Every year, members of the Somali diaspora send approximately $1.3 billion to their friends and relatives in Somalia, exceeding all humanitarian and development assistance to the country and comprising between 25 and 40 percent of the country’s economy. Remittances helped many Somalis survive the horrific 2011 drought in Somalia, and remittances continue to help many families pay for food, water, education, and basic health services. This money—usually small monthly contributions taken directly from working Somalis in the diaspora—is nothing short of a lifeline for the Somali people.
The system that facilitates remittances to Somalia is under threat. Because Somalia does not have a banking system that is linked with international financial institutions, remitters turn to Somali money transfer operators (MTOs), which have the capacity to transfer money from around the world to cities, towns, and small villages all over Somalia. Utilizing a combination of formal business structures and social capital, these Somali MTOs are able to disburse cash freely in highly insecure areas without interference from armed groups.
However, Somali MTOs require bank accounts to help them wire money, and over the past 10 years their access to bank accounts has steadily declined. US regulations require banks to closely scrutinize money transfer companies. Rather than be more thorough, many banks have elected to simply close the accounts of money transfer companies, starting with those that are perceived as being low profit and high risk.
Banks have nearly universally shut their doors to Somali MTOs. In the US, the account closures have undermined the confidence of Somali-Americans in the US government and have seriously endangered the lives and livelihoods of millions of Somalis.
Listening to Somalis
Oxfam first became involved in the effort to keep remittances flowing to Somalia at the request of organizations in Somalia that partner with us to carry out lifesaving humanitarian assistance. In the midst of the 2011 food crisis, the organizations learned that a critical US bank was planning to close the accounts of all Somali MTOs. These partners warned that a disruption in remittance flows would lead to catastrophic outcomes for communities already suffering from drought and, in some cases, heavy fighting.
Somali MTOs scrambled to find alternative bank accounts, and in most cases succeeded, but our partners stressed that the companies needed reliable access to banking services in order to end the crisis.
A Collaborative Approach
To develop a policy agenda based on sound evidence, Oxfam joined forces with Adeso, an international humanitarian and development organization founded by Somalis, and the Inter-American Dialogue’s Remittances and Development Program. Following research in Somalia, Washington, DC, and major Somali-American communities in the US, Oxfam and these partners released Keeping the Lifeline Open.
We produced Lifeline in anticipation of a crisis in the US, but as the paper was released, a crisis was brewing in the United Kingdom. Barclays Bank, the last bank to offer accounts to Somali MTOs in the UK, had announced its intention to close nearly all of its MTO accounts, including all of its Somali accounts. Oxfam supported Somali diaspora leaders in the UK campaigning for Barclays to postpone the account closures and for the British government to find a policy solution to stabilize the British-Somali remittance corridor. The diaspora effort, identified as the top campaign in 2013 in The Huffington Post, successfully pushed Barclays to postpone the closures four times and persuaded the British government to review its regulation of remittances and establish a “safer corridor” for remittances between the UK and Somalia through capacity building, technical assistance, and cooperation with Somali MTOs.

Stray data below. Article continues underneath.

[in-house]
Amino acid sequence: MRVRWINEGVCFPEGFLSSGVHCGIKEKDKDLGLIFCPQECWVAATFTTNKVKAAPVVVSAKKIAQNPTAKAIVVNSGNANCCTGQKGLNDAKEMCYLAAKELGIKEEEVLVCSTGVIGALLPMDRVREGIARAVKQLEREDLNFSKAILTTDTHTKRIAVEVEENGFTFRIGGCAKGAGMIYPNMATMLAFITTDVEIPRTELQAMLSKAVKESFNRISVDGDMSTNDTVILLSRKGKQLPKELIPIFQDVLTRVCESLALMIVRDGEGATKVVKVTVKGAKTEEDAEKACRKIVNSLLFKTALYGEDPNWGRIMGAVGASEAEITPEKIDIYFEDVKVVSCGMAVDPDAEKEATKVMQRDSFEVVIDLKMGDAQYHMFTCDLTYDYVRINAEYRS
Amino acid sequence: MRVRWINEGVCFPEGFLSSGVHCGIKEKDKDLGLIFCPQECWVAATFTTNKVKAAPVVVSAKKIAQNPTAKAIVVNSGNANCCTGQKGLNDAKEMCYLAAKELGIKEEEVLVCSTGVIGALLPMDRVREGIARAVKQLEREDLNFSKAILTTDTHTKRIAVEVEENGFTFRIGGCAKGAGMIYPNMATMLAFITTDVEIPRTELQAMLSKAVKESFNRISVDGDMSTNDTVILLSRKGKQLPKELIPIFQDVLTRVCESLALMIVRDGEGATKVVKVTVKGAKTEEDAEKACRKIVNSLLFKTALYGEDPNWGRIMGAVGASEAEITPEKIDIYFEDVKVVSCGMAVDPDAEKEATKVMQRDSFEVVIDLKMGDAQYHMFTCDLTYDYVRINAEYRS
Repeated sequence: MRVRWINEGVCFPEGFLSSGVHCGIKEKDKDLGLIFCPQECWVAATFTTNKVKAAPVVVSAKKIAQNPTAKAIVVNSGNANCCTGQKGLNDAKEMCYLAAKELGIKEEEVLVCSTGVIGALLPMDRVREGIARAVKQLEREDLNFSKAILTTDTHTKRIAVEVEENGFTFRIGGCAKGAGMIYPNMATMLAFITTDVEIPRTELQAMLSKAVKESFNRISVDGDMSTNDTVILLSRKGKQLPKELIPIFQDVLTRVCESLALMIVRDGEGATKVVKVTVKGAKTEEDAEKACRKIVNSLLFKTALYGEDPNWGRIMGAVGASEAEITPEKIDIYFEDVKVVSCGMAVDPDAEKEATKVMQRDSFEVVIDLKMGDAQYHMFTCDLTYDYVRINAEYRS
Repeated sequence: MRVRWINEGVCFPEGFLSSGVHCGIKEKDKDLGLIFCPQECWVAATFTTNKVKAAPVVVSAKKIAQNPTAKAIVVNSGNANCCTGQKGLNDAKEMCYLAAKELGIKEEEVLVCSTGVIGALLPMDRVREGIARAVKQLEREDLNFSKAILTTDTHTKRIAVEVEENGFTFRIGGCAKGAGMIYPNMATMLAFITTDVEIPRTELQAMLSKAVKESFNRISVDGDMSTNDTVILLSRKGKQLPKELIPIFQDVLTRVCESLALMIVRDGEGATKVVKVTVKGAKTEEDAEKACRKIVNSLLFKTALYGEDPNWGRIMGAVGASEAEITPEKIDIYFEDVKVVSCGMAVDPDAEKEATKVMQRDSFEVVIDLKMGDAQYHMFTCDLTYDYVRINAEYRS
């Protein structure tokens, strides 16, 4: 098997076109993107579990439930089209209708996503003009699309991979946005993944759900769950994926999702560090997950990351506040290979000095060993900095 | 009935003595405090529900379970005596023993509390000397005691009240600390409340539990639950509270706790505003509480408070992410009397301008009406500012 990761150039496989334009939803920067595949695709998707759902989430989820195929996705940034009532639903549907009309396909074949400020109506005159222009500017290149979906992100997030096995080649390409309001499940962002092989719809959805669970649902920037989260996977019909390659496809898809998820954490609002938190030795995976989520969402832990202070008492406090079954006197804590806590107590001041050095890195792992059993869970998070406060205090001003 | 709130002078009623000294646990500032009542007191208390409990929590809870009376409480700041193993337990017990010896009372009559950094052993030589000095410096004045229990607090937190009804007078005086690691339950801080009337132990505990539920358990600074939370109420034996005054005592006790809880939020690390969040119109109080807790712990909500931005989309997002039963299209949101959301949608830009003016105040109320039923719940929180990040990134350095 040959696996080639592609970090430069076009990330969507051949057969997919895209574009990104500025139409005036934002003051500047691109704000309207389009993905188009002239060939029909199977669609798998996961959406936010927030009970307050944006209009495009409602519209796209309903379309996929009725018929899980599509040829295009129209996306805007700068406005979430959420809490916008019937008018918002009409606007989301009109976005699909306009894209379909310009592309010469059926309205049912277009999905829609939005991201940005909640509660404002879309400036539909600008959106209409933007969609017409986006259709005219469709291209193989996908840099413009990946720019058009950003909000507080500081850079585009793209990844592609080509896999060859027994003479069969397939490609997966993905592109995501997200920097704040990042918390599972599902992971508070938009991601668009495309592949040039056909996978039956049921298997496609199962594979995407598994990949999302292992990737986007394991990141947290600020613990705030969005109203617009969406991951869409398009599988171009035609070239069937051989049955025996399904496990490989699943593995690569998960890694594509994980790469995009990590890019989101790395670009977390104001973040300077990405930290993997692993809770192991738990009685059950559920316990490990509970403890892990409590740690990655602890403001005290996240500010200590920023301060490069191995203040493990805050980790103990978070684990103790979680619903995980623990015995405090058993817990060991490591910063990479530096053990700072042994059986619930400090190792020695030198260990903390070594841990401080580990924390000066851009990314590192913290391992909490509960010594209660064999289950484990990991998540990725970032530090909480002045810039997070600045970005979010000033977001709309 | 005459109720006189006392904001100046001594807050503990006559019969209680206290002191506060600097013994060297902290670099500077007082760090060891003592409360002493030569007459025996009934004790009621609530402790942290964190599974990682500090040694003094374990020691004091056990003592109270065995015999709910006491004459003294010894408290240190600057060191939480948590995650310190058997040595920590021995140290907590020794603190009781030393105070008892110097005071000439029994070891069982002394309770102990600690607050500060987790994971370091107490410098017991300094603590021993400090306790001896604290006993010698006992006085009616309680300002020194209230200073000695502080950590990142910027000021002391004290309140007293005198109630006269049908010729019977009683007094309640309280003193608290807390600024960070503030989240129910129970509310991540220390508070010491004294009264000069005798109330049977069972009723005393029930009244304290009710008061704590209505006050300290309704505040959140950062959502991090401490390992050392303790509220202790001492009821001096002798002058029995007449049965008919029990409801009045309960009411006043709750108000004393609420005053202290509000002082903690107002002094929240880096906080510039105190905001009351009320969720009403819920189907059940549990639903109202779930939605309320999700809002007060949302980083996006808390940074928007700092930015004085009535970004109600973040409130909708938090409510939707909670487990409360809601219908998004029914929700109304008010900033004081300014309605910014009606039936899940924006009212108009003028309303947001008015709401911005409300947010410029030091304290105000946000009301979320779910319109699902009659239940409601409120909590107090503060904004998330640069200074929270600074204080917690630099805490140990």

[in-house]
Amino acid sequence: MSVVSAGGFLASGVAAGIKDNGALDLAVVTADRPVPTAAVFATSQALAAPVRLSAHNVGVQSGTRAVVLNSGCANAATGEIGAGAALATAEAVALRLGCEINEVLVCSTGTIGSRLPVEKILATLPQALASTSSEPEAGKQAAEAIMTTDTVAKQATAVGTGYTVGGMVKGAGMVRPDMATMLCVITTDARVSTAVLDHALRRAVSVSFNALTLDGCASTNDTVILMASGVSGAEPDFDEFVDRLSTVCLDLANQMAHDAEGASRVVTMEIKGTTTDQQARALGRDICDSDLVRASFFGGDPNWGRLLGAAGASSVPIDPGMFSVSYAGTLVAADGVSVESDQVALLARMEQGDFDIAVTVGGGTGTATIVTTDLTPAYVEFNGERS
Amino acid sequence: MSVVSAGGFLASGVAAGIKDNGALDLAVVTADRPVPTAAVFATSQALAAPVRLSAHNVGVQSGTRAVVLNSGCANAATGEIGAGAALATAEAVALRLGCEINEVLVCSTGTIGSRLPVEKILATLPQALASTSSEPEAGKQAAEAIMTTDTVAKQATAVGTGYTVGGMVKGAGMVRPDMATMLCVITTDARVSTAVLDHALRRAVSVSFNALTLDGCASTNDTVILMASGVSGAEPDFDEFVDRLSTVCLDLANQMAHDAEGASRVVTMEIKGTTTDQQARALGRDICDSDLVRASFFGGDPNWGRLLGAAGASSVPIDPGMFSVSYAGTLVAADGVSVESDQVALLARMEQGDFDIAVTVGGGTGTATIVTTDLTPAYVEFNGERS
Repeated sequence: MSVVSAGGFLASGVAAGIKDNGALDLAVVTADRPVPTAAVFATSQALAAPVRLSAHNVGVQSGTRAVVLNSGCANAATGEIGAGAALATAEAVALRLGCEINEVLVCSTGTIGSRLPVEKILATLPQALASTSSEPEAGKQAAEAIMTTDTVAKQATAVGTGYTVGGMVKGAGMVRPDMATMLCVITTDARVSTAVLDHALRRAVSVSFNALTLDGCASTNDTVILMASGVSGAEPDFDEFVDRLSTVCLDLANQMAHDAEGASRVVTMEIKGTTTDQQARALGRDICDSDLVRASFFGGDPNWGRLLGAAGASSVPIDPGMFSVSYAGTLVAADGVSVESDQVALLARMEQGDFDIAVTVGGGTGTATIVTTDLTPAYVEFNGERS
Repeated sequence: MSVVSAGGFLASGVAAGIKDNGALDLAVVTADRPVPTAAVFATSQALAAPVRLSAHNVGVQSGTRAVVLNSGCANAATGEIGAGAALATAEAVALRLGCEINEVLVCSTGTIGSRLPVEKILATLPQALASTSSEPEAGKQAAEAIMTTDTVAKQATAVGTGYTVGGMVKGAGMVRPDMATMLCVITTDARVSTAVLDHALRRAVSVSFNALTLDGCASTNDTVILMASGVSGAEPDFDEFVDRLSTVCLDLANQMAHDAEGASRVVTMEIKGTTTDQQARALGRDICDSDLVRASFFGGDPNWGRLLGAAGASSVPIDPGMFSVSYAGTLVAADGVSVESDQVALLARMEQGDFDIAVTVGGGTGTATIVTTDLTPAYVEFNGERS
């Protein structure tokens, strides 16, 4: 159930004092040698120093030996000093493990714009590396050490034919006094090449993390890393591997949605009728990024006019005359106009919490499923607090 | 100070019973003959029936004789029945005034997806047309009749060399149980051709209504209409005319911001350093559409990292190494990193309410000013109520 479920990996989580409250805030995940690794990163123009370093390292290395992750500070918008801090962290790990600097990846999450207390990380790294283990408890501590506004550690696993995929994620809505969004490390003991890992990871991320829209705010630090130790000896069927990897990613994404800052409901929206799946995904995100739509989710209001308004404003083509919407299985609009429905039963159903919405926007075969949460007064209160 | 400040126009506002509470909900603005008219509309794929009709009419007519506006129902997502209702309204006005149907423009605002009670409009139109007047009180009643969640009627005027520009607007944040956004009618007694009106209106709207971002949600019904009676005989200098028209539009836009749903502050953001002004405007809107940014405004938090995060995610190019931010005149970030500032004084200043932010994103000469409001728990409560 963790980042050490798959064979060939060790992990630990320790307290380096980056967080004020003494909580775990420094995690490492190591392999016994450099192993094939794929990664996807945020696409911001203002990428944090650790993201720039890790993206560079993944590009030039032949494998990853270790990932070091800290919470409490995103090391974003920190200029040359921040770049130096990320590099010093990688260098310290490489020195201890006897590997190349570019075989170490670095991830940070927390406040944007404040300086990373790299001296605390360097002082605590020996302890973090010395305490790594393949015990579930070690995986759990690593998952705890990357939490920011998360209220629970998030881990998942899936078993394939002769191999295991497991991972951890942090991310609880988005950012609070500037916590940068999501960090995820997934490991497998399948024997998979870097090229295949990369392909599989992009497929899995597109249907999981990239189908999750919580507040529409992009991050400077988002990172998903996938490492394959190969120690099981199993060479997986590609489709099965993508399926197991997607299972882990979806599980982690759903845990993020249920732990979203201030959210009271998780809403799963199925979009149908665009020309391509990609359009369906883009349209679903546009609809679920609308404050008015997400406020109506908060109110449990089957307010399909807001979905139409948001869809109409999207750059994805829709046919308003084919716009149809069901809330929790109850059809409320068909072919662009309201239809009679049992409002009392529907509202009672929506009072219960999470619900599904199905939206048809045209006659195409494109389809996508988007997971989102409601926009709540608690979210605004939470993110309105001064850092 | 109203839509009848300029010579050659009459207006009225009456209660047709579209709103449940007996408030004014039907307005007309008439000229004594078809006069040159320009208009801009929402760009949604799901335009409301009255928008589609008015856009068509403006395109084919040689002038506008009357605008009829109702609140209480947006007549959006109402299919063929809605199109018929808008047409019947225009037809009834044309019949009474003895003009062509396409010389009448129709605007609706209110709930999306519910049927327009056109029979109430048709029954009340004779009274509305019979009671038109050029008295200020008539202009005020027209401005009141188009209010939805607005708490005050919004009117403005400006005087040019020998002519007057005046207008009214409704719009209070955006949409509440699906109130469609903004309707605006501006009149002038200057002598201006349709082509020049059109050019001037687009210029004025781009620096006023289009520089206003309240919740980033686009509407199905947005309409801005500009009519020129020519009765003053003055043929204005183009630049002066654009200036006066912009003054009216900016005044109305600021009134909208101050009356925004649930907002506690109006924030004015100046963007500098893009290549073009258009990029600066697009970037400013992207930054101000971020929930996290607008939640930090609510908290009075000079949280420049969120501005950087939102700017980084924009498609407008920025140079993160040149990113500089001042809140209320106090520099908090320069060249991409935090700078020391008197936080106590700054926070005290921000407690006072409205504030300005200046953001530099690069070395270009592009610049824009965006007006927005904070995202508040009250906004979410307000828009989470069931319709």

The way forward
Banks continue to indiscriminately close MTO accounts, partly because they are operating in an extraordinarily murky and difficult regulatory environment. Oxfam calls on the US government, Somali authorities, banks, and MTOs to ensure that Somalis are able to freely and securely send money to their loved ones.
We call on banks to:
- Expand service to Somali-American MTOs.
- Individually assess the risk and compliance practices of each company.
We call on Somali authorities to:
- Enhance regulation of the money transfer industry and Anti-Money Laundering/Combating the Financing of Terrorism (AML/CFT) enforcement.
- Take steps to establish a reliable commercial banking sector.
We call on Somali MTOs to:
- Continue to invest in training of agents and AML/CFT compliance.
- Agree on best practices and standards for AML/CFT compliance.
- Increase investment in mobile money transfer technology.
We call on the US government to:
- Ensure regulation does not result in a cutoff of banking services for Somali MTOs.
- Establish a “safer corridor” for remittances to Somalia through collaboration with the private sector.
- Develop contingency plans for disruptions in remittance flows.